On the extreme other end of the spectrum are the anarchist punk bands who’s message is too leftfield for the vast majority of listeners to engage with, such as Extreme Noise Terror, The (International) Noise Conspiracy and other bands with ‘Noise’ in their name. “Governments in general don’t mind the extremists,” Niall argues in reference to both musicians and the violent anarchist subsects that have been constantly ruining public protests for the last five years, “they’re not worried about the anarchists and extremists because it’s never really going to have an effect. And, worst case scenario, they’ll just put them all in jail. By all means riot, but at the end of the day if they want to get rid of you then they’ve probably got tonnes to put you away. They’re only really scared when protest becomes a bit mainstream. And I totally get that politics hasn’t been the most fucking engaging thing over the last ten to fifteen years anyway. Without sounding cliché, it’s the way the system’s set up so they won’t get worried.”
But despite their pessimistic outlook on the state of the union, the band happily admit that the worse things get, the better they write. “In (the Totems’ song) ‘New Luck’ there are a few lines that say ‘cathartic therapy with book and pen, hope I’m never too content what would I write then?’, which kind of sums up the depth of the problems I see and the output it stimulates,” Darryl notes when explaining the role of misery in their lyrical make up. “I’ve sat down a number of times thinking ‘I’m going to write an upbeat, happy guitar’ and it always ends up not working out” adds Paul, who notes that the band was formed around the shared despair of him and Darryl breaking up with their long-term partner and wife respectively, “Mutual friends Darryl and me met, hit it off and decided to do this band and after some time looking for a bassist on a permanent basis we met Niall.” Since then the band have been writing so much that they’ve obviously let their misery run away with them, “We’re effectively eighteen months behind, the new stuff’s way older than me!” Niall laughs.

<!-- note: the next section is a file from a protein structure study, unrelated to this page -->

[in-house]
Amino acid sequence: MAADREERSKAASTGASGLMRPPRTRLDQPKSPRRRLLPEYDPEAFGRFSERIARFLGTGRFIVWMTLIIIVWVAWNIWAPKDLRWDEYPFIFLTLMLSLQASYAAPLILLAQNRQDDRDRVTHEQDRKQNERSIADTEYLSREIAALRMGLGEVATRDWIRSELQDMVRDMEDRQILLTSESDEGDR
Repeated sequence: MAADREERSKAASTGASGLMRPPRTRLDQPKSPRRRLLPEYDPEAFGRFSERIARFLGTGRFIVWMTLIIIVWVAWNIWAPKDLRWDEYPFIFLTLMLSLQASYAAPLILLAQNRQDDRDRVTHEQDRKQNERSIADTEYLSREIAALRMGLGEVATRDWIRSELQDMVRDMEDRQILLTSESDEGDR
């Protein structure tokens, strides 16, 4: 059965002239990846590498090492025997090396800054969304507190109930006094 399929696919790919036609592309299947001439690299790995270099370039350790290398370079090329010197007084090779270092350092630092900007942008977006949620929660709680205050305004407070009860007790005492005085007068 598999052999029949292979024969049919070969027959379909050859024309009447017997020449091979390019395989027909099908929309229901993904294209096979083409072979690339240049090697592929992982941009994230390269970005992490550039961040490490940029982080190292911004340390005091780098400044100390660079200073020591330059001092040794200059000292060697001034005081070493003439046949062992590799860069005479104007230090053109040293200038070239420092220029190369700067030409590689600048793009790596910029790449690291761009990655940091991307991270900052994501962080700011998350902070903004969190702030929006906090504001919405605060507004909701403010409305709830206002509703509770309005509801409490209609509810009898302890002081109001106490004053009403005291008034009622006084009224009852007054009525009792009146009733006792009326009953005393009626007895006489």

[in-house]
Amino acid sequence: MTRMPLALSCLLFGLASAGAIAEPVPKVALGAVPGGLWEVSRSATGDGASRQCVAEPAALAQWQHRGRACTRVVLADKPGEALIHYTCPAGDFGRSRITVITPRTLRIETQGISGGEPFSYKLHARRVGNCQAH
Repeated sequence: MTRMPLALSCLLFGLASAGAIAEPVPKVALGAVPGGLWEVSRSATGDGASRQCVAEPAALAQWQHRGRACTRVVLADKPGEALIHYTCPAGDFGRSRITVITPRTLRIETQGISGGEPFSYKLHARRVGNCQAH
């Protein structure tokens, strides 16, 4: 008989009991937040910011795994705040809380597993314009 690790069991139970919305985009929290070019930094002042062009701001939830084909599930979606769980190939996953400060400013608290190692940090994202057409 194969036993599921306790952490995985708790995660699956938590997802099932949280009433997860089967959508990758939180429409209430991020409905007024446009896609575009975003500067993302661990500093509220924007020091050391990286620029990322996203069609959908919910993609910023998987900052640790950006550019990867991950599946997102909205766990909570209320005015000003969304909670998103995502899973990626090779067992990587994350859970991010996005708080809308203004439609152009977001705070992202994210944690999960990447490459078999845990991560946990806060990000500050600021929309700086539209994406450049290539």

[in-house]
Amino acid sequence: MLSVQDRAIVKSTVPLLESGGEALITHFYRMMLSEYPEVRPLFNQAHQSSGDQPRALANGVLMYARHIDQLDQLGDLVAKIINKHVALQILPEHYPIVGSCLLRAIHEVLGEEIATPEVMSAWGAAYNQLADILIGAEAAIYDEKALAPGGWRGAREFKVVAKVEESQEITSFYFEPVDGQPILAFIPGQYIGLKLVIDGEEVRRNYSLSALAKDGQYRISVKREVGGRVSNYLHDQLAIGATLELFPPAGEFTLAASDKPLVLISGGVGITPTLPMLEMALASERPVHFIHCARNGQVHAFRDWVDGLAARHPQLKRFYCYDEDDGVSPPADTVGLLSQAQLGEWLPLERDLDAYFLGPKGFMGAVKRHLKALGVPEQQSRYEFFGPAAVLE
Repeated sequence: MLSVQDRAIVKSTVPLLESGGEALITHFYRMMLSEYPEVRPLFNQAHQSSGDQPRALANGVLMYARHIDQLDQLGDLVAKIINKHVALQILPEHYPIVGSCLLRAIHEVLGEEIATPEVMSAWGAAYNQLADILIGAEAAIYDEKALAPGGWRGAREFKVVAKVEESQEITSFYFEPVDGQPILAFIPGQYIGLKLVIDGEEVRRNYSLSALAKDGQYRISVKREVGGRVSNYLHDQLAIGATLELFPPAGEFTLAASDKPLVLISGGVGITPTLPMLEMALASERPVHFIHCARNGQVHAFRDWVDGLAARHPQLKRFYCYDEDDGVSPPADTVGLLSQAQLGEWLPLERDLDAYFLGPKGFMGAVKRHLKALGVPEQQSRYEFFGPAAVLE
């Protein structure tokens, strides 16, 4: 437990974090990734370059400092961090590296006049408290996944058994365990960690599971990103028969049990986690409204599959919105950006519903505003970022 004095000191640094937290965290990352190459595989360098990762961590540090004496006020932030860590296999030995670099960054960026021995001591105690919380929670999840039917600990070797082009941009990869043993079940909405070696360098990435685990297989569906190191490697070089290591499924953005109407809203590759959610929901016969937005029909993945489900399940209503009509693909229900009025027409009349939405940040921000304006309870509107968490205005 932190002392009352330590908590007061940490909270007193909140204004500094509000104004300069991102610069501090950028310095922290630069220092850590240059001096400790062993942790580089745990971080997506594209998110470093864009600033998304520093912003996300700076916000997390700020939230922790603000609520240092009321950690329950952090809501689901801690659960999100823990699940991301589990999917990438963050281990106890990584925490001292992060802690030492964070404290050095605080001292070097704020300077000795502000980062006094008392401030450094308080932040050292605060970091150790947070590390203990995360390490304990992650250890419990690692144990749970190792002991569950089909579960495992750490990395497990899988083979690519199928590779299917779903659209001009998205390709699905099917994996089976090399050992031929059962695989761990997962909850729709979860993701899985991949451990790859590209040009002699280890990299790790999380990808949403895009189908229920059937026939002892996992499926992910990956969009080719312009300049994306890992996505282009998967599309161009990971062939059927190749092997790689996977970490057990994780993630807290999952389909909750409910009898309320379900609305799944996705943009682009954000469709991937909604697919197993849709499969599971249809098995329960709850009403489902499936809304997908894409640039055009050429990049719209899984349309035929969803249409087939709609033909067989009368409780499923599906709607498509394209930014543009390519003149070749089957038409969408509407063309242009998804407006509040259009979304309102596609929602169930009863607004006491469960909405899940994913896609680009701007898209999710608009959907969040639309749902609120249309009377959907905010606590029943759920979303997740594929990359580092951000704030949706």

Despite being driven by injustice and discontent, Darryl is optimistic about the band’s future, “Everything we write is incrementally getting better and the sound’s maturing and so we have a state of mind that what we have now is exactly how we want it.” If the sheer punk blast of ‘Austerity’ is anything to go by then their October-due EP should be worth a listen down the line. “Provisionally it was called We’re All In This Together but now I’m not sure…” Darryl ponders, “Well we thought that song ‘Austerity’ was out of date, but now it’s come back and is more relevant than ever!” chips in Niall. As egalitarianism wanes and those with power amass more of it, the relevance of bands like The Totems will only increase; and who knows? Maybe a full Tory government was what was need to start inspiring musicians to address immediate issues head on without worrying about being found ‘preachy’ or ‘divisive’.